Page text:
Role of the Executor
Have you ever been asked to serve as the executor (male)/executrix (female) of an estate? It’s extremely flattering to be asked to serve in this capacity, because it represents a level of trust and confidence in your capabilities, both on a personal basis and on a technical level. According to Chris Heilmann and Colin Korzec of U.S. Trust, ” while the executor’s core responsibilities have changed little over the past century, fulfilling those responsibilities has grown more complicated.” Before volunteering, these are some things to consider as recommended by these two executives at U.S. Trust.
Secondly, the modern American family is more complex and diverse with blended families from remarriage being quite common. How are all these members kept informed of what the executor/executrix is doing? The larger the family, the more likely there is to be a divergence of opinion about how various issues should be handled.
There is a remedy, however, to these problems. As the executor/executrix, you have the right to appoint co-executors who may have the requisite technical skills and investment knowledge that you lack. Another approach, which allows the executor/executrix to retain full control, is to appoint an agent to assist in the areas in which guidance is needed. With a complicated estate or one with considerable net worth, it is probably best to seek assistance from an experienced elder law attorney or from a trust department of a bank or an entity like U.S. Trust. Mr. Heilmann and Mr. Korzec caution that …”missed deadlines may disqualify the estate from certain tax-minimization strategies and expose it to interest charges and penalties. These losses can even result in personal financial liability for the executor.”
In short, there is much to consider when serving as an executor/executrix of an estate. When one is aware of the complexity of the role, one can make an informed decision about how one should proceed.
Hook Law Center: Kit Kat, can you tell us what is causing a horror for horses?’
Kit Kat: Yes, I certainly can. Though slaughtering of horses for their meat has been discontinued in the US since 2007, the practice still occurs in our neighbors, Mexico and Canada. Sly providers in the US transport the horses to one of these countries for slaughter, and then for shipment of the meat to Europe and Japan, where horsemeat is consumed by people. The ASPCA is hoping to stop this odious practice by lobbying Congress to pass the Safeguard American Food Exports (SAFE) Act. This ban would apply to international and interstate transport of horses intended for slaughter with the intent of becoming food. The law has come up several times previously for passage, but to date has not been approved.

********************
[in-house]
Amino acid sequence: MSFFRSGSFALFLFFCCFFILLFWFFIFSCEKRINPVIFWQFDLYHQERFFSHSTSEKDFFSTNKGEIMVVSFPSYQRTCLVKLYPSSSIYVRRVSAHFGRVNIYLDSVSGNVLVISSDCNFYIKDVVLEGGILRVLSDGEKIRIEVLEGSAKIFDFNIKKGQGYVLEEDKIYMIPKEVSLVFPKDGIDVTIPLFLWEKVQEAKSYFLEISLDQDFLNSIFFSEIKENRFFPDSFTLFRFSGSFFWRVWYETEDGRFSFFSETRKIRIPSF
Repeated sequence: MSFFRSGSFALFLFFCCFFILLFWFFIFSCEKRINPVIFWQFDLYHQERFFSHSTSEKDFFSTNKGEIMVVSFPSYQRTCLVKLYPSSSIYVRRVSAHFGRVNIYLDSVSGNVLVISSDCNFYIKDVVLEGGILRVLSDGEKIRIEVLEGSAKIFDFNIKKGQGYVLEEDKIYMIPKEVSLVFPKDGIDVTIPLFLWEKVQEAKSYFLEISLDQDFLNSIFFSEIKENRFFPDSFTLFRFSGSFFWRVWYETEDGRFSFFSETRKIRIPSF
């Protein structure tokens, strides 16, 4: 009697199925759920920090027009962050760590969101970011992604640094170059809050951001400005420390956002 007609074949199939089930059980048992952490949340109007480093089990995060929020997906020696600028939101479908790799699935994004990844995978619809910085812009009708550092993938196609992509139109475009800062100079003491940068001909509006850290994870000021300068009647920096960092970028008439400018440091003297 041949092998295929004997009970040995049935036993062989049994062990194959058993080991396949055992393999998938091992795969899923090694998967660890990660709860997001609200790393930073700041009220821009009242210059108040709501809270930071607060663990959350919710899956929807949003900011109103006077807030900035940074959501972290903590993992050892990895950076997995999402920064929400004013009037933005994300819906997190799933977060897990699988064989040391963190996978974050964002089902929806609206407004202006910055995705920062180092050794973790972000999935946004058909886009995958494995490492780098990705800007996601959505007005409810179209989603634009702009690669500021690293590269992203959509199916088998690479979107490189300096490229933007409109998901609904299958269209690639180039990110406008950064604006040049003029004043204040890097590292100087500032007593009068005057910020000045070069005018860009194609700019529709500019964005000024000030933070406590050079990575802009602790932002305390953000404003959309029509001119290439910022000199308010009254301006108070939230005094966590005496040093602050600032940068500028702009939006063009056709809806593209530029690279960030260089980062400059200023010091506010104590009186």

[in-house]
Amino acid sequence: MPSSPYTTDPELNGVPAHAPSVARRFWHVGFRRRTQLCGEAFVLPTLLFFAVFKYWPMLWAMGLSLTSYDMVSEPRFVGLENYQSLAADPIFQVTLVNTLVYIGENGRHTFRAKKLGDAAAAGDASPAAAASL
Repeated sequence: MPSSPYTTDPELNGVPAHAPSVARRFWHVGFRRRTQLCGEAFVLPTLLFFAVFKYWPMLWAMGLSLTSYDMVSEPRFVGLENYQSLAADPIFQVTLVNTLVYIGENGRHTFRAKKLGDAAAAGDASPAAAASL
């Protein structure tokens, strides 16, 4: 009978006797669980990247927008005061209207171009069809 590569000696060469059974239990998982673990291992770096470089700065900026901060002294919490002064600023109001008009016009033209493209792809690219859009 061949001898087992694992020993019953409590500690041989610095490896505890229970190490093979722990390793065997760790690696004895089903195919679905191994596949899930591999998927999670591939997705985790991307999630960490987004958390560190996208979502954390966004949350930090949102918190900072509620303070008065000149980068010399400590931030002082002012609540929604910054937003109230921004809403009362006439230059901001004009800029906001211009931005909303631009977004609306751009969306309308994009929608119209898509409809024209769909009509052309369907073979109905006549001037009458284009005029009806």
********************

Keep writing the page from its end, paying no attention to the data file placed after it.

There are several problems with killing horses and using them as food. First of all, it’s not really safe for humans to consume present-day horsemeat. Horses are generally raised to race or to be beasts of burden. In both cases, they are administered medicines which are toxic to humans, if they enter a human’s bloodstream. Such things as phenylbutazone (horse aspirin), dewormers, and fly sprays can be very damaging to humans.
Second, there are other options for horses who become too old or infirm to function profitably as a work animal. According to the USDA, up to 92% of the horses sent to slaughter are actually in good health, and could live out their lives like any other aging being. However, those wanting to take in the animals in the twilight of their lives can’t pay the price of a commercial interest.
Finally, to transport horses long distances is not an easy proposition. They often suffer along the route, rubbing into stalls and becoming injured, not being exercised, etc. Once they arrive at the slaughterhouse, the methods of putting them down sometimes backfire, and it takes repeated tries to make them finally succumb.
So, our reading public, you may not even have been aware of these issues. Now that you are, do everything you can to support the ASPCA which is doing all in its power to finally end this horrific practice.
(“Horse Slaughter-Separating Fact from Fiction,” ASPCA Action, Spring/Summer 2015 p. 6-10)
- July 30 & 31, 2015 –The HLC Monthly Seminar for July is scheduled at 10 a.m. on Thursday, July 30th in Harbour View and at 10:00 a.m. on Friday, July 31st in Virginia Beach. The topic will be announced soon! To preregister and reserve your seat for the July seminar, please call 757-399-7506 and ask for Debbie or register online at hooklawcenter.com/seminars.
- August 12, 2015 – Andrew Hook will be speaking to a group at Maryview Hospital in Portsmouth, Virginia.August 20, 2015 – Andrew Hook will be speaking on Veterans Benefits at The Chesapeake.
- August 21, 2015 – Andrew Hook will be speaking to a group at DePaul Hospital in Norfolk, Virginia.
- August 27, 2015 – Andrew Hook will be speaking to a group at Mary Immaculate Hospital in Newport News, Virginia.
- September 9, 2015 – Andrew Hook will be speaking at a Virginia Continuing Legal Education seminar.
- October 26, 2015 – Shannon Laymon-Pecoraro will be speaking at the National Business Institute’s seminar on The Probate Process from Start to Finish in Virginia Beach, Virginia.
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